To solve for λ, use the one other data point we know: when t = 10, y = 5... so 5 = 8·e

Isolate λ using a logarithm, and we find that λ = -0.1 ln(5/8) ≈ 0.047, so

1b) To find the depth after 3 minutes, simply substitute 3 for t and calculate y:

y = 8·e

1c) To find the time at which the depth will be 1 cm (0.01 m), set y = 0.01 m and solve for t:

0.01 = 8·e

1d) The time constant τ is the time it takes for the exponent to become -1 (leaving 1/e of the original amount)

so set the exponent -0.047τ equal to -1. Thus the time constant is τ = 1/0.047 ≈

The half-life T

1e) The graph should be an exponential decay curve starting at (0, 8) and approaching y=0 as an asymptote.

Some useful examples of points on the graph include:

(14.7, 4) after one half-life 1·T

(21.3, 2.9) after one time constant 1·τ

(29.5, 2) after two half-lives 2·T

(42.6, 1.1) after two time constants 2·τ

(44.2, 1) after three half-lives 3·T

(59.0, 0.5) after four half-lives 4·T

(63.8, 0.4) after three time constants 3·τ

Plot these points and connect with a smooth curve to get an impressively accurate graph.

2a) We want an exponential equation that approaches 54, so start with y = C·e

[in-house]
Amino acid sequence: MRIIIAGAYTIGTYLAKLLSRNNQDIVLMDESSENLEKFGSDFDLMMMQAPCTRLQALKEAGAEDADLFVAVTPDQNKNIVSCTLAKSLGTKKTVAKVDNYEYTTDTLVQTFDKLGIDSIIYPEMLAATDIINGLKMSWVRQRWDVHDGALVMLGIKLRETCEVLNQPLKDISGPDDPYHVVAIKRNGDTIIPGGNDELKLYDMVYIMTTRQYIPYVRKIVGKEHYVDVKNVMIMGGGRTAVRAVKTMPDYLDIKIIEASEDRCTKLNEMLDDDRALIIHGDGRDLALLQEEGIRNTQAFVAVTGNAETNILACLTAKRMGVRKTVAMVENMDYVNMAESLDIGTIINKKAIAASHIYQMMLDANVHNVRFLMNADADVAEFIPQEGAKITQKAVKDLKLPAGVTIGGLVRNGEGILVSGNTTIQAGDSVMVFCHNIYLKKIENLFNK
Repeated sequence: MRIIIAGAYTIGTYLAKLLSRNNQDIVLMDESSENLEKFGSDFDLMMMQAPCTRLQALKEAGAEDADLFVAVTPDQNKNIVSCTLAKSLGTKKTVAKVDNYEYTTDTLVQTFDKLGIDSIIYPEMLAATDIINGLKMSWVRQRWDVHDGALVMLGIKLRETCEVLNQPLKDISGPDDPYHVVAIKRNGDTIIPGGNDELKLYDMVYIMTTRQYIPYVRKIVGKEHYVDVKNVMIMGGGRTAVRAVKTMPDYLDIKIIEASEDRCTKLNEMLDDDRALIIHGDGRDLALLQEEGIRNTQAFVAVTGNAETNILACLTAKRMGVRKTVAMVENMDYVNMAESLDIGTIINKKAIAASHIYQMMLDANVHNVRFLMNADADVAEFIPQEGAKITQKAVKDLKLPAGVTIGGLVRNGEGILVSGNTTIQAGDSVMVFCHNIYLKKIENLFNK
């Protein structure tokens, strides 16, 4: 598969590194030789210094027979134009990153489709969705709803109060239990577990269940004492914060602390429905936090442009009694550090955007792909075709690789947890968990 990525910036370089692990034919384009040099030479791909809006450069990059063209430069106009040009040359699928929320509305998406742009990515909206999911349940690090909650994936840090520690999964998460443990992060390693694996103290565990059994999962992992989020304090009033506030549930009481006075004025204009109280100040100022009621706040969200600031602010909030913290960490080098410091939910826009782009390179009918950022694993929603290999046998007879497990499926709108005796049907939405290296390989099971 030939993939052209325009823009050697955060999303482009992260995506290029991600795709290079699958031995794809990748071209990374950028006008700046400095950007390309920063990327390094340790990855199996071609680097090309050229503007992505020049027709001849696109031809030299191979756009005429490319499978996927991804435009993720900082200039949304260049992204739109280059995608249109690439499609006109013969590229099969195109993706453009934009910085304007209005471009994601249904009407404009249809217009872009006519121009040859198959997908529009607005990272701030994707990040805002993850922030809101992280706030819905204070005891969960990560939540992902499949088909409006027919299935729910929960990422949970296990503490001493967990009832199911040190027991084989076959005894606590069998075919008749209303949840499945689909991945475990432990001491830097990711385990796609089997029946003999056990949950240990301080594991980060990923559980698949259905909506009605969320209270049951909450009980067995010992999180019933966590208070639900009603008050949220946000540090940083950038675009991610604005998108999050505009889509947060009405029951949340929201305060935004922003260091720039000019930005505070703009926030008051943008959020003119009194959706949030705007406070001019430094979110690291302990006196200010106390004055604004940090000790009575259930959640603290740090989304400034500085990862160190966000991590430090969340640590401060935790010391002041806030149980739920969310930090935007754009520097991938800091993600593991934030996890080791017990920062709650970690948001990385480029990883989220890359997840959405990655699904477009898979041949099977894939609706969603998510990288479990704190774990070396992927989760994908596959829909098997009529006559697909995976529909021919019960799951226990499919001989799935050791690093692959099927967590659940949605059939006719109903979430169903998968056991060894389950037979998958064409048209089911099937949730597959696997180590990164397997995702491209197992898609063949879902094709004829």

We know that at time t=0 the depth is y=30, so substitute: 30 = C·e

(This can be interpreted as the fact that the initial value is 24 below the asymptote!)

Thus y = -24·e

Substitute again: 53 = -24·e

Result: λ ≈ 0.138, so the function is

2b) As before, set t = 12 and calculate: y = -24·e

2c) As before, set y = 47 and solve: t ≈

2d) Don't be distracted by the nonzero asymptote: τ and T

The time constant is still just the t-value that makes the exponent -1: τ = 1/0.138 ≈

The half-life again is T

2e) The graph should be an exponential decay curve starting at (0, 30) and approaching y=54 as an asymptote.

(Note: this still counts as decay even though it's an increasing function, because it's converging, not diverging.)

Important thing to keep in mind: since the asymptote is nonzero, "half-life" doesn't mean you're dropping

halfway to

which is

I find it very helpful to think of it as ignoring the "zero" value and measuring everything from the asymptote instead.

Some useful examples of points on the graph include:

(5, 42) after one half-life 1·T

(7.2, 45.2) after one time constant 1·τ

(10, 48) after two half-lives 2·T

(14.5, 50.8) after two time constants 2·τ

(15.1, 51) after three half-lives 3·T

(20.1, 52.5) after four half-lives 4·T

(21.7, 52.8) after three time constants 3·τ

Plot points, connect smoothly, and you're good to go.